Well, my e-sewing kit arrived in the mail. It looked like a very elegant card from someone, to the point I was wondering who my secret admirer was, when I saw the address in the top left corner, Aniomagic. I guessed that it was my electronic sewing kit, although it turns out to be only a part of what I ordered. It is the item called "Electronic Sewing Kit" on the bill of sale - one among several elements. I imagine the others will come later, but I'm already filled with my first esewing package! It's like an official launching, a ritual departure, into the world of smart textiles.

Although the packaging is delightful, the contents are rather more mysterious, as there is only a rather cryptic instruction sheet that shows how to string the elements together when sewn onto a garment. It's going to have to be deciphered to get this to work. Still, it can't be worse than a sewing pattern, which isn't always the easiest thing in the world to understand either!

Wednesday, September 10, 2008

Design Notes : Using Smart Textiles

I have been looking into the current situation for smart textiles, in relation to some upcoming projects with regard to my work as a research scientist and artist. There is an absolutely fascinating blog site I've added to my list on this blog, called - as of today, I count 56 pages of information about different initiatives in smart textiles!

I used this blog to identify several companies that provide an entry point into smart textiles at modest prices. Hence, for example, Aniomagic provides kits such as the one shown at right that include textile switches, batteries, small LED lights and conductive thread that can be sewn into garments and used to control either lights or other devices. I ordered some of their products to try them out, and will report back on these efforts somewhat later on. I also looked up fiber optics companies with sideglow cables and ordered some of this to experiment with their inclusion into garments.

There are roughly four categories of smart textiles under development today :

1) Controllers for accessory devices and fashion elements : There are lots of actual products (i.e. garments) now available on the market that control devices such as iPods, and some garments with lighting patterns built into them. There are also a few kits for developing one's own garments, such as the Aniomagic one shown above, but these are not very robust yet, they are really meant for home projects rather than professional use;

Numetrex Garments

2) Sensors for body states : A growing number of companies are marketing garments with these capabilities. One of the most impressive I have seen are the Numetrex heartrate sensing shirts (sports bra for women, cardio shirt for men, child's shirt soon to be marketed). These are elegant sportswear garments that also monitor pulse (they are compatible with the Polar watch devices), but they are also inexpensive - the sports bra sells for about 50$ ;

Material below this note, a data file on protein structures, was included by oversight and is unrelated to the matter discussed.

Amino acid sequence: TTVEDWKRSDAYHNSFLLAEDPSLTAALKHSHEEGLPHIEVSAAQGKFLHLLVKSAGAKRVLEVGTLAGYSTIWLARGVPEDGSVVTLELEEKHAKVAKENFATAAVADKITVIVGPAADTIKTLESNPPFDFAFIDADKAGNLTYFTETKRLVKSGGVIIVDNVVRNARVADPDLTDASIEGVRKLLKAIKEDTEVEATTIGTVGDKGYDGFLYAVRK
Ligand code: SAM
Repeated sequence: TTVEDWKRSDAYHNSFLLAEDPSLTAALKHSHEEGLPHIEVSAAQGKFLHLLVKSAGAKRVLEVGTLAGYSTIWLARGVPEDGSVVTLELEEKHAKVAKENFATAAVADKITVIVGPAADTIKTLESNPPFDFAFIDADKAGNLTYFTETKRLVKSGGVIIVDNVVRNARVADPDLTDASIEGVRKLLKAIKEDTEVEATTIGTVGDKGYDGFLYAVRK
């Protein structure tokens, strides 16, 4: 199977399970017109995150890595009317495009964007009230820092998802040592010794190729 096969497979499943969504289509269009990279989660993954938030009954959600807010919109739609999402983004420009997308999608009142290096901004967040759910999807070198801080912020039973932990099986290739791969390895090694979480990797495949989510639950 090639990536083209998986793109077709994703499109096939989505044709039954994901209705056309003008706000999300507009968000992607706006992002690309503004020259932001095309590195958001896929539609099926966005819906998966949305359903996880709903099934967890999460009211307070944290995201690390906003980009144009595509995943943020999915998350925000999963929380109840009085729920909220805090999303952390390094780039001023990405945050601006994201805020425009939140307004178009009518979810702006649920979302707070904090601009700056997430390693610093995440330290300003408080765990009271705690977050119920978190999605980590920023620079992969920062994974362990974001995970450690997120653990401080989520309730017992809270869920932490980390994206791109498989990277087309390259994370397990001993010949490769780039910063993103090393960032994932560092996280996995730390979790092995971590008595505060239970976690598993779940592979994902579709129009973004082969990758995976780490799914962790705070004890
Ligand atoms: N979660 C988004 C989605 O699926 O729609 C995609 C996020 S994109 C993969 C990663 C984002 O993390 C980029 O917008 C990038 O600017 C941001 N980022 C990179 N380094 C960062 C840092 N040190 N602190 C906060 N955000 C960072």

3) Shape changing textiles (also called artificial muscles) : For the most part, these textiles are still in development and not available commercially, although this will likely change over the next couple of years. Like conducting thread and textile switches, however, sample kits are available for modest costs, albeit somewhat more expensive than the former and requiring a bit more expertise. The most widely available commercial product, shown in the figure to the left, is Nitinol, available in cylindrical wire, tubes, ribbons or as sheets. These are Nickel-Titanium wires and sheets that may stretch up to twenty times their length in their "superelastic" state, but also may change shape when heated or an electrical current is applied in their "shape memory state". Nitinol is used widely in medical applications (for example, for lining blood vessels), because the alloy is also anti-corrosive and does not interact with blood. Nitinol is named after the American Naval laboratory that originally developed and tested these allows.

4) Power generating textiles : Specially designing textiles are being created that convert human movement into electrical power. Eventually, these smart textiles will generate the power necessary to operate the other smart textiles, that today require separate battery packs.

Using smart textiles

As indicated earlier, there are a variety of kits available for some of these products that can be used to experiment with the incorporation of these technologies into clothes, and a growing number of companies and designers that are including their use within commercially available products. As part of my ongoing interest in clothes for people with disability, I will be working with rehabilitation engineers to develop "smart clothes" for different challenges in relation to disability. But there are also significant opportunities to develop interesting, useful and fashionable clothes for everyday use by all. I shall report back on my own efforts in this regard.